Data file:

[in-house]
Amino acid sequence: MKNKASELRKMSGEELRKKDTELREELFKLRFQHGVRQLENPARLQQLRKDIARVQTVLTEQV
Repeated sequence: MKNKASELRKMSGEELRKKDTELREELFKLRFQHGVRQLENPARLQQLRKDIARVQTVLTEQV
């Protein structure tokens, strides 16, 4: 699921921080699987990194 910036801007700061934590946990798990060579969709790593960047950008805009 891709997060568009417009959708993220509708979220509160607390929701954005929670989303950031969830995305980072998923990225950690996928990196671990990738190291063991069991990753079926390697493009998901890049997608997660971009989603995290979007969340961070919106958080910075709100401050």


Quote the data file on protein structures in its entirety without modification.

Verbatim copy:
[in-house]
Amino acid sequence: MKNKASELRKMSGEELRKKDTELREELFKLRFQHGVRQLENPARLQQLRKDIARVQTVLTEQV
Repeated sequence: MKNKASELRKMSGEELRKKDTELREELFKLRFQHGVRQLENPARLQQLRKDIARVQTVLTEQV
């Protein structure tokens, strides 16, 4: 699921921080699987990194 910036801007700061934590946990798990060579969709790593960047950008805009 891709997060568009417009959708993220509708979220509160607390929701954005929670989303950031969830995305980072998923990225950690996928990196671990990738190291063991069991990753079926390697493009998901890049997608997660971009989603995290979007969340961070919106958080910075709100401050």